BAGHDAD — A dozen terror suspects disguised in police uniforms broke out of an Iraqi jail Friday, prompting a manhunt across the nation's south for what officials called a dangerous group of top-ranking insurgents linked to al-Qaida.
At least two of the suspects had formerly been held at Camp Bucca, the sprawling prison on Iraq's southern border with Kuwait where the U.S. military held tens of thousands of suspected insurgents – all of whom were transferred to Iraqi custody when the prison camp closed in September 2009.
The 12 suspects were awaiting trial when they obtained the police uniforms and walked out of the small, temporary detention center in one of Saddam Hussein's former palaces before dawn in the southern port city of Basra, said three Iraqi security officials.
Iraqi authorities immediately set up checkpoints on two major northbound highways to stop cars, asking all police to display their official ID cards as they urgently tried to track down the suspects. Basra is Iraq's second-largest city and is located 340 miles (550 kilometers) southeast of Baghdad.
The 12 were the only detainees held at the palace's makeshift jail. Intelligence officers had recently finished an investigation into their suspected ties to the Islamic State of Iraq, which is linked to al-Qaida. It's not clear how the detainees got the police uniforms. One intelligence official said authorities were looking into whether they had inside help from guards.
The deputy head of the Basra provincial council, Ahmed al-Sulaiti, told reporters that the federal government ordered the detention of all the security officials who were supposed to be protecting the palace compound from which the detainees escaped.
The intelligence officer said half of the detainees were recently arrested for stealing cars in Basra and confessed to being involved in multiple bombings since 2004 in Basra and the southern cities of Amarah and Nasiriyah. Their confessions led authorities to the other six suspects, the officer said.
The fugitives were believed to be heading to Baghdad to obtain fake IDs and passports to help them flee Iraq, the intelligence officer said. All officials spoke on condition of anonymity because they were not authorized to brief the media.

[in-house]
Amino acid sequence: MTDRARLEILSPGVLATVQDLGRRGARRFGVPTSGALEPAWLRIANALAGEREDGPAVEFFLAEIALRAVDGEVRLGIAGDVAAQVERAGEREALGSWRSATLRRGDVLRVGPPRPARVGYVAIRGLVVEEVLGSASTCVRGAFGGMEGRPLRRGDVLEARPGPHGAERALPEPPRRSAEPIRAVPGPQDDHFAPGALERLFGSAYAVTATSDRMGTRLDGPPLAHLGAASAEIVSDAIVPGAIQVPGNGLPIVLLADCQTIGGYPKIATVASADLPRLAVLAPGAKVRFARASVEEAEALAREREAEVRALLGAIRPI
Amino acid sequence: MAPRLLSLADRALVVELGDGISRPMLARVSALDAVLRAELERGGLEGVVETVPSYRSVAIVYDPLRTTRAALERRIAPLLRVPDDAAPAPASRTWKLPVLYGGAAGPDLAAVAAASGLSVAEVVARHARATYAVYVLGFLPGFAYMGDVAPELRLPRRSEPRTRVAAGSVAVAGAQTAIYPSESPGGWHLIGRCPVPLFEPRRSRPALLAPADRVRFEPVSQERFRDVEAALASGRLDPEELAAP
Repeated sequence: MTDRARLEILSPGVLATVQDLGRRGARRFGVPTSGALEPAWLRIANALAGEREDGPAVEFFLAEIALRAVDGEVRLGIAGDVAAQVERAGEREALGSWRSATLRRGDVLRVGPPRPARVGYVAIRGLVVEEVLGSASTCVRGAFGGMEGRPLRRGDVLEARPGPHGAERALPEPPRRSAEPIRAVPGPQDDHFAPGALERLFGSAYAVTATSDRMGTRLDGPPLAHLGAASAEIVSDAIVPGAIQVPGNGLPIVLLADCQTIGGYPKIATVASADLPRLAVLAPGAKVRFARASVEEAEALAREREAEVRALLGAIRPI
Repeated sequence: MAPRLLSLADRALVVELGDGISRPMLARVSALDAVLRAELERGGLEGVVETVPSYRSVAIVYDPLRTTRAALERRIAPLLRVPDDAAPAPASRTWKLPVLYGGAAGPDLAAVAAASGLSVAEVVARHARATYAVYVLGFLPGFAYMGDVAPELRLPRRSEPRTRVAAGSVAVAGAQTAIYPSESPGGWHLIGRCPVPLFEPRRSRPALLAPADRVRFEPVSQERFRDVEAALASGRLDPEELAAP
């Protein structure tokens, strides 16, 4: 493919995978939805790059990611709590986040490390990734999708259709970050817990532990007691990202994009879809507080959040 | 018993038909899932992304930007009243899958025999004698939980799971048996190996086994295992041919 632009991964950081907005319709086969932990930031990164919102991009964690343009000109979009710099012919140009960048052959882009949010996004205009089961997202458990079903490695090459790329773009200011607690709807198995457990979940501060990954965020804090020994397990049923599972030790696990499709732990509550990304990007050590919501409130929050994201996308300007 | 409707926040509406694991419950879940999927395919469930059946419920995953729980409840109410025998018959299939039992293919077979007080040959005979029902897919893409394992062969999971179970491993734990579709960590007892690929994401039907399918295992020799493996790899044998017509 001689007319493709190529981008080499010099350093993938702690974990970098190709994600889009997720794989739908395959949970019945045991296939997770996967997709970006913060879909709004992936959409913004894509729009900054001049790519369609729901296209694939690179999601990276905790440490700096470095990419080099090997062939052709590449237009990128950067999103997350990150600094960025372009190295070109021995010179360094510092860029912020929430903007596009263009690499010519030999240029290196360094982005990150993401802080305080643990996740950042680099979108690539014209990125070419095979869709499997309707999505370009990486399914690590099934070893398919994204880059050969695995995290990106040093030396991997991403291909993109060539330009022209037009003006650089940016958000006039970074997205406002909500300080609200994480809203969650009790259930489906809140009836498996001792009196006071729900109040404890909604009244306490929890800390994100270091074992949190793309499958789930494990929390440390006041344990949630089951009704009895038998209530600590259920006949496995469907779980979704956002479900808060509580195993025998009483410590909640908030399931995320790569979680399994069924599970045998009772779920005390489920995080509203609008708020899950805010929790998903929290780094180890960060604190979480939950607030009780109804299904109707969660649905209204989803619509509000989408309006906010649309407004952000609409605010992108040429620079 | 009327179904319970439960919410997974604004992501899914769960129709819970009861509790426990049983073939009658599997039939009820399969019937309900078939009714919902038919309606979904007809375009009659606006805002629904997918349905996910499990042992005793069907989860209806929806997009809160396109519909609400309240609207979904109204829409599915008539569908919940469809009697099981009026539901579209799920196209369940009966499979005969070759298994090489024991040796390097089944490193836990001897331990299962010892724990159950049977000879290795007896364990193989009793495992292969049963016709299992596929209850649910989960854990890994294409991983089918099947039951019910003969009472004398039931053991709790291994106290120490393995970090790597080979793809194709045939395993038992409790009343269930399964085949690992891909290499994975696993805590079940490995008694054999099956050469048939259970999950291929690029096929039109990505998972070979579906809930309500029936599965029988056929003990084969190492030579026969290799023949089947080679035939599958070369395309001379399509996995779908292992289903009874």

Iraq has been struggling to keep terror suspects behind bars since U.S. forces turned over legal custody of their detainees to the government. In July, detainees linked to al-Qaida escaped at least twice from a Baghdad area prison known as Camp Cropper shortly after the U.S. handed it over to Iraqi authorities.
The jailbreaks deeply embarrassed Iraq's government, which is eager to demonstrate it can control its justice system without U.S. oversight as American troops prepare to leave the country by the end of the year.
Also Friday, anti-American cleric Muqtada al-Sadr held talks with Iraqi President Jalal Talabani as part of al-Sadr's push to gain credibility in the nation's political and religious circles since returning from voluntary exile. There were no details on what the two men discussed during their half-hour meeting at al-Sadr's ancestral home in the holy Shiite city of Najaf, and aides declined to comment.
The meeting is significant because it highlights al-Sadr's efforts to portray himself as a mature, disciplined statesman after four years in Iran.
After his return last week, al-Sadr branded the fewer than 50,000 U.S. forces in Iraq as "occupiers" and said he would pressure al-Maliki to force them out by the end of 2011 as planned. Al-Maliki held onto a second term as prime minister this year largely due to al-Sadr's support.
The radical cleric met earlier this week in Najaf with Grand Ayatollah Ali al-Sistani, Iraq's most revered Shiite figure, with whom Talabani also visited on Friday. The president's office said the two men discussed the plight of Christians under threat in Iraq and concerns about corruption in the county's newly seated government.
Associated Press writers Saad Abdul-Kadir and Lara Jakes in Baghdad contributed to this report.